Great read! Could it be that the readers were from an older generation? I feel that often it’s because they fully don’t understand what exactly we are doing with our lives as digital nomads? They cannot grasp how the world is shifting so that being part of working society doesn’t mean you have to be tied down to one location. I can understand your annoyance though! 🙂 Let there be travel!
Thank you Anna, for sure it has something to do with age! But unfortunately I can’t say that it’s only the elderly who share this old-fashioned way of thinking, I personally know people my age who don’t agree with it either… But I believe that it’s just a matter of time until more and more successful examples of living a life location-independantly become public… you seem to be one of them, so let’s just keep doing what we’re doing, shall we! 😀
One of the downsides of travel is you come back to your home country and can’t help but notice all the shameful behaviour and stubborn ways of thinking. It’s not just your country I promise!
I don’t understand how travel can be considered a “hollow lifestyle”. To me that’s what a life of coming home after work and watching soaps is! Each to their own I guess
Hey Claire, thanks for your comment and yes, that is definitely one side-effect from travel! One notices afterwards some things in their home country that weren’t as obvious before leaving for a while. But I guess you said it exactly right: Everyone needs to decide for themselves what they want to do with their lives,…!
I would say your fellow Germans are jealous of your lifestyle I am jealous of it. Just keep on doing what your doing only you need be happy with what your doing. Ignorance breeds intolerance
Thanks Mark for your honest words, I will keep it in mind next time I come across critique!
On a side note. If any Germans would like to meet other Germans outside of Germany, go to Cape Town, you will find many there 🙂 Then again, Cape Town seems like a magnet for people from all over the world.
Oh my gosh, yes, the Germans are everywhere!! Hahaha, yes, I can definitely say that apart from that wave of critical comments below that particular article, Germans ARE one of the more wanderlust type of nation!! Watch out, I will pop by one day too, Cape Town is on my list! 😀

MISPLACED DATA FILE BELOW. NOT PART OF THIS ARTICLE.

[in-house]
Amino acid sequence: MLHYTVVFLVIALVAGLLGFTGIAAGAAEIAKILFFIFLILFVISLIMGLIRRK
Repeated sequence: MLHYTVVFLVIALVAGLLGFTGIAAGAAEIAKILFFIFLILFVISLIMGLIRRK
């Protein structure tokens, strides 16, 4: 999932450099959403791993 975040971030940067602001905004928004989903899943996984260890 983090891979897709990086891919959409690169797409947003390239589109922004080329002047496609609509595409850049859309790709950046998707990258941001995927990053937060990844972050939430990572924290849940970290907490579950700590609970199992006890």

Hi there! Wie gehts? I am a digital nomad from Germany as well and I can absolutely relate to what you said. I considered myself open and educated before I had my first study abroad experience, where I tried to immerse as much as possible. It turned out, I had a pretty low tolerance towards other cultures’ approaches to work ethic and I became utterly frustrated in group work and quite the scrooge in behaviour. I soon made from with people from all over the world and that opened my eyes. Everyone is different but we are not that much different. it is just our expectations and attitudes vary but the world isn’t black and white and nothing is right or wrong and I started questioning everything. Why do Germans do this and that? Why do we think it is ‘normal’ or ‘the right thing to do’? Why do we think we know about other countries just because we watch Tagesschau? When I set out to travel the world and not stop not even two years ago, I set out to become less German, which for me meant less rigid, less opinionated and less uptight. I tried to challenge myself every day and whenever I get back home I realise how much I have changed and how narrow-minded many an ‘open-minded’ person’s opinions actually are. Argueing about it never leads to my hoped for revelation and in the end, I am a fierce advocat for travel. You can’t tell someone about the world and its wonder, they have to see it otherwise there won’t be change. And though I applaud the Germans lust for travel, going travelling and diving in deeper we certainly don’t do well. I just hope that changes in the future seeing that working holidays gain more and more importance. So thank you for your honest article! And safe travels.
Hi Andrea, thanks for your comments and your interesting thoughts! I really can relate to what you are saying and think that most people who leave their countries will find that their perspectives change once they look at it from outside. It is probably not only a German thing, but for sure in Germany there are the characteristics that you mentioned very present. Probably that’s why those Germans who leave and like the more relaxed and open-mindedness of some other nations, will most likely become a bit more distant and detached from home. Yet, to be fair and consider all sides, there are a high number of Germans out travelling and also a big percentage of the exisiting Digital Nomads are actually from Germany. So, I guess it’s just a matter of transitioning to a complete acceptance of alternative ways of living. But I hope and believe that we Germans will in the end accept all types of lifestyle one day. We just need to get used to the idea that living and working around the world is not affected negatively those who stay at home…. Thank you again for taking part in this discussion and all the best! I am following you blog too by the way, great to be connected! Happy travels 😀